Well-being - Happiness - Life satisfaction - Locus of control
Nearly half of the Dutch and Icelanders are very happy with their life. A majority in Romania, Russia, the Ukraine and Bulgaria, however, are unhappy. This could be explained by the large difference in living standards between these countries, but this is apparently not the whole story as the inhabitants of the 'poorest' European country, Albania, put themselves on the happy side of life.
Well-being or happiness is the individual judgement of the overall quality of one's life, the result of weighing one's mental and health state against one's aspirations and expectations. Happiness has been said to be a too complex phenomenon to understand, or a too personal one. We are simply born happy or unhappy: the Irish are dead optimistic by nature and the Russians just chronically murky. Others have argued that happiness largely depends on comparison with reference groups. Well-being has no absolute value. We are 'insatiable' when it comes to happiness, but we also 'adjust' to unhappiness. What makes people happy differs from time to time, and from place to place. Nevertheless, the European Values Study shows that happiness is higher in nations characterized by rule of law, freedom, civil society, cultural diversity and modernity (schooling, technology, urbanization). Together with material comfort, these factors explain almost all differences in happiness across nations.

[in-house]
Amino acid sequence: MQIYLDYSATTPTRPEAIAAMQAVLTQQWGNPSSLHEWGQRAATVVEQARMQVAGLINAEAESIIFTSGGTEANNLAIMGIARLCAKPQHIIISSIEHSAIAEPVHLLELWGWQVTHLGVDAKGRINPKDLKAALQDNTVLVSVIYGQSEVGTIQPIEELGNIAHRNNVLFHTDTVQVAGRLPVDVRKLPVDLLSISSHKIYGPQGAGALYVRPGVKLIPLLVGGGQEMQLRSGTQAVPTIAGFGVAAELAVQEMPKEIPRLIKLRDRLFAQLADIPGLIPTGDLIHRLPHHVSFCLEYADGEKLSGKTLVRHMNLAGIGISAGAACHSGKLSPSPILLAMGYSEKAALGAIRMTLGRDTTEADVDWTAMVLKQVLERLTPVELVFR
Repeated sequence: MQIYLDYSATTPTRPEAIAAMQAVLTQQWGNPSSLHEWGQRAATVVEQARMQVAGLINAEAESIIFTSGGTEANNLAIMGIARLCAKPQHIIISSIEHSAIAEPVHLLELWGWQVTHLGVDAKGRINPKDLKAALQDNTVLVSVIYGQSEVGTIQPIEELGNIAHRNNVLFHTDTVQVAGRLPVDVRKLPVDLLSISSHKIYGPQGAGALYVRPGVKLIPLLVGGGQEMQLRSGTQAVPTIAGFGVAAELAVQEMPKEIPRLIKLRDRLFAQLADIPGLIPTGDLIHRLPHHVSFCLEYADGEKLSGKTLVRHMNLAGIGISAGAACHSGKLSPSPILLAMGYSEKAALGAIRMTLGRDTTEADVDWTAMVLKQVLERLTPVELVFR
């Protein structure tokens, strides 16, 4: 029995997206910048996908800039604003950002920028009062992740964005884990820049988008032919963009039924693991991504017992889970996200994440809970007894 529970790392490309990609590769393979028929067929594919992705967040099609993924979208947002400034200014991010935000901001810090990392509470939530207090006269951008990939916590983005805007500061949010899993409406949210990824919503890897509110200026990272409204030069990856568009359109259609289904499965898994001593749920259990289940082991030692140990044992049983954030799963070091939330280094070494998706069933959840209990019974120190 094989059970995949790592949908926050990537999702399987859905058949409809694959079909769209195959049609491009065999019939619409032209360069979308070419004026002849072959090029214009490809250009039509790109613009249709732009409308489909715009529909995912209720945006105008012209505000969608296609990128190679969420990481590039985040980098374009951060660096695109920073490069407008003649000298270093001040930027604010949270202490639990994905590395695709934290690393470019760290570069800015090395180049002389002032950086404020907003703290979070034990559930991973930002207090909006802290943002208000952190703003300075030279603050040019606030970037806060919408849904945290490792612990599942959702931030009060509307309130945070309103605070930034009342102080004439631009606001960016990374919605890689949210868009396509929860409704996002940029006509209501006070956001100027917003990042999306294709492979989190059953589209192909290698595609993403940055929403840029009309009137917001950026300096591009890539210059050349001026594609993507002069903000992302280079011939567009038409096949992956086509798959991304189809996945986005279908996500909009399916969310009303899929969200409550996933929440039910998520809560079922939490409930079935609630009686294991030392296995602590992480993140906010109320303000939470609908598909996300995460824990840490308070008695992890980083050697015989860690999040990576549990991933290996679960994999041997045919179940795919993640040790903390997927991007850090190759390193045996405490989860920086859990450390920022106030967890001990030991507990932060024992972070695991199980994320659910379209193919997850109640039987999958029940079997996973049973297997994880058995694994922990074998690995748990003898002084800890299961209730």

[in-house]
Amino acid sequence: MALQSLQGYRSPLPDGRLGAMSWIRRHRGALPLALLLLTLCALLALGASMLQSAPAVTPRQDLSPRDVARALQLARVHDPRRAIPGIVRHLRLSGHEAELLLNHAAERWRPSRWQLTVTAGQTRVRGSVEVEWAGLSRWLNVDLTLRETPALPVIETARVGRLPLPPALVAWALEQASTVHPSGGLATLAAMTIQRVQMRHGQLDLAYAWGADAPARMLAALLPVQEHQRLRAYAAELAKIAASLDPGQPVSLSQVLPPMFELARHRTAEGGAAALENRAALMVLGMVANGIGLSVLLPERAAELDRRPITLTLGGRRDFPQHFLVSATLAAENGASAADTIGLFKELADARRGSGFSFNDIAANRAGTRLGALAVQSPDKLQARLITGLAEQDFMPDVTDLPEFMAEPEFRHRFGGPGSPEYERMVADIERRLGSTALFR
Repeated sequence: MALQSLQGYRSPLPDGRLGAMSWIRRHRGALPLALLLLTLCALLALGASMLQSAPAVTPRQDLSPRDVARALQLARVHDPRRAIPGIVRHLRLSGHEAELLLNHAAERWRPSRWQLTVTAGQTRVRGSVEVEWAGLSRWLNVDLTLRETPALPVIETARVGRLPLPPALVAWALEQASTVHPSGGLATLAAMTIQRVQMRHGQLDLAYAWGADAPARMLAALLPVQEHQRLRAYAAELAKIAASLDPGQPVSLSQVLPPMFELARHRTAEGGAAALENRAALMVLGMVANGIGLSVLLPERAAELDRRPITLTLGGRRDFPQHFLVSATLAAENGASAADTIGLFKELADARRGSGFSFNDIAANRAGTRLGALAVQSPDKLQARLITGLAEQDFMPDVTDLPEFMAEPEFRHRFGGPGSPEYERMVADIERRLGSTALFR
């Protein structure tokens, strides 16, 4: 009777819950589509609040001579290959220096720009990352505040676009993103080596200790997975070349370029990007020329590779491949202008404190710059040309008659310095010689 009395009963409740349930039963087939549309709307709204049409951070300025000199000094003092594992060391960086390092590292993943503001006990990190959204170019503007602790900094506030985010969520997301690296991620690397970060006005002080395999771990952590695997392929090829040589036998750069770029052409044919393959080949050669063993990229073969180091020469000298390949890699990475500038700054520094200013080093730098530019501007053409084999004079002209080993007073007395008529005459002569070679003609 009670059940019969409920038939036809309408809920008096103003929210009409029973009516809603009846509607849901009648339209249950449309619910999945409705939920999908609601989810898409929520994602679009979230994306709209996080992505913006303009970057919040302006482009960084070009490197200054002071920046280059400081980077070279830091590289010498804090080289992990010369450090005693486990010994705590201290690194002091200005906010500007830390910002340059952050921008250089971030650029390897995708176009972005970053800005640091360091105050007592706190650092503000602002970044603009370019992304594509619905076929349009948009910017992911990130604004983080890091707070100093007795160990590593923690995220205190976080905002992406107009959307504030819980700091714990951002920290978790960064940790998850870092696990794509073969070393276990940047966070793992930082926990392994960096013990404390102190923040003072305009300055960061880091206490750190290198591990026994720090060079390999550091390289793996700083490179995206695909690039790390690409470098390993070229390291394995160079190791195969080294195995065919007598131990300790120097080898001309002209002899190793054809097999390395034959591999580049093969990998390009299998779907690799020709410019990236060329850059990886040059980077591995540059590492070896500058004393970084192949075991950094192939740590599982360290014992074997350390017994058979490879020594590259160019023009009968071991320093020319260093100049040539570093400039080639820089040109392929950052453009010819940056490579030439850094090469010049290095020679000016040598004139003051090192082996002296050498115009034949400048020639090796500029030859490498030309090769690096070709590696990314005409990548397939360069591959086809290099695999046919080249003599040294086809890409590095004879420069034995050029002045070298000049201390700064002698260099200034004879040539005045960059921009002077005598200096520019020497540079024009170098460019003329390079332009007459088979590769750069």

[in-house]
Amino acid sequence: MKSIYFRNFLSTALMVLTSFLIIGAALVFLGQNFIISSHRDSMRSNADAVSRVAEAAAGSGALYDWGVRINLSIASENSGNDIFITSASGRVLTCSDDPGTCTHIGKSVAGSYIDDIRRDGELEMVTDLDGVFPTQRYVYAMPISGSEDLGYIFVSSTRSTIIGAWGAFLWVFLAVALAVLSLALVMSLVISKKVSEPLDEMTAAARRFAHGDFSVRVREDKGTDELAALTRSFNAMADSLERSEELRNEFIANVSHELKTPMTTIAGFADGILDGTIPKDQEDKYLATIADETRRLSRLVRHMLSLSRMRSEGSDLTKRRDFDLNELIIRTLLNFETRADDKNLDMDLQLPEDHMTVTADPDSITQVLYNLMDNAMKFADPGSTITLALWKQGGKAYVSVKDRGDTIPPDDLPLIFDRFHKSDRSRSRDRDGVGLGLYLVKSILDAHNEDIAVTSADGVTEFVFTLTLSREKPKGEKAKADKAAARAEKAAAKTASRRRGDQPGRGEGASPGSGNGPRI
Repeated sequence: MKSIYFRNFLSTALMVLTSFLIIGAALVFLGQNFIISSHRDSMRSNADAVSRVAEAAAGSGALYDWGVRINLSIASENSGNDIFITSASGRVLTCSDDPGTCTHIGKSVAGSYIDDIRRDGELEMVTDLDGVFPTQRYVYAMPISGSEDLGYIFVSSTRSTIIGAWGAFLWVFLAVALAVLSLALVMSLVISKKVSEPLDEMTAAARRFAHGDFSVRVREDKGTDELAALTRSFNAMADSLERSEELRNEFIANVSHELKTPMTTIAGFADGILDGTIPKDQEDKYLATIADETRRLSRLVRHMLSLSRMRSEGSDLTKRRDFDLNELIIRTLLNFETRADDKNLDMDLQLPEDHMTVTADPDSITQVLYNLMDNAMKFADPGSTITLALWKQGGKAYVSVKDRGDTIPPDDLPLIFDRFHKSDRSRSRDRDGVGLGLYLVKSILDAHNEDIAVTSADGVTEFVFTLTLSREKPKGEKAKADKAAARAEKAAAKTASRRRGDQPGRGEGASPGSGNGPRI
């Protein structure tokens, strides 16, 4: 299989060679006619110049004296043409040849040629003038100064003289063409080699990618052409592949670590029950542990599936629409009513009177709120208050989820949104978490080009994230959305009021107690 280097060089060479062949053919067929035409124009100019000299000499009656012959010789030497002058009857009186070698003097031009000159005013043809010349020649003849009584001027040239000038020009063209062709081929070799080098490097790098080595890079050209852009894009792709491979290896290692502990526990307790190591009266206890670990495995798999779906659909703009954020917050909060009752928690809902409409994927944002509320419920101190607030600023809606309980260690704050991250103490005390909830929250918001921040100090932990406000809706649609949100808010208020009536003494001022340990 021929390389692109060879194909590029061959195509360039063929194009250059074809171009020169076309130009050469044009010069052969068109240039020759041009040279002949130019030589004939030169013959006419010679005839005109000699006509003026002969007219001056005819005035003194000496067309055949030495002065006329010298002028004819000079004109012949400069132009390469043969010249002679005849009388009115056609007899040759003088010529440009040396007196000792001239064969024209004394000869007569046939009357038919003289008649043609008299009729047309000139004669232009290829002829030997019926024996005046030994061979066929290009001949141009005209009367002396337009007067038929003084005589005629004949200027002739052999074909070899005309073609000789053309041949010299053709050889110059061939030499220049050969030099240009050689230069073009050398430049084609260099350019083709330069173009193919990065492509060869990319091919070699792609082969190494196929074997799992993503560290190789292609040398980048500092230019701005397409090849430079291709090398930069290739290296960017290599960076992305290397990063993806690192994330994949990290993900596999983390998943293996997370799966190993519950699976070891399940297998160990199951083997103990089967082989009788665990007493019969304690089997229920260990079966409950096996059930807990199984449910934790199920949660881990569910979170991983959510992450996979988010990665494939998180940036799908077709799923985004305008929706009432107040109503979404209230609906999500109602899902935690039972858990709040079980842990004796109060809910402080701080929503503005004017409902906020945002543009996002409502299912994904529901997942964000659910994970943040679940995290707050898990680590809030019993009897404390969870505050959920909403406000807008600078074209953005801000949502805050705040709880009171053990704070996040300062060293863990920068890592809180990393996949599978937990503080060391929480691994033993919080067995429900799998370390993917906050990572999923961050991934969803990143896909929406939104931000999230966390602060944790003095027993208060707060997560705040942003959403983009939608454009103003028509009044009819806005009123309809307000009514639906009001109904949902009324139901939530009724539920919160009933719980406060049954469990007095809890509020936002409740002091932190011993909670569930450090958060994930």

The results of the European Values Study also confirms a well-known notion in psychology that people are more happy when they feel they have some control over the way their life turns out. In psychology, this feeling of being in control is known as the locus of control, and is considered an important aspect of one's personality. Individuals with an external locus of control believe that life is guided by faith, luck or other external circumstances. Their own behaviour doesn't matter very much; rewards in life are considered outside of their control. On the contrary, individuals with a strong internal locus of control believe that life is steered by their own personal decisions and efforts: life is what you make it.
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Recent Article based on EVS data
Marckmann, B. (2017). All is not relative: intergenerational norms in Europe. European Societies, 0(0), 1–26. https://doi.org/10.1080/14616696.2017.1290267 Abstract Is the sense of obligation we feel towards our parents comparable to the one we feel towards our children? Most studies of normative…click for more details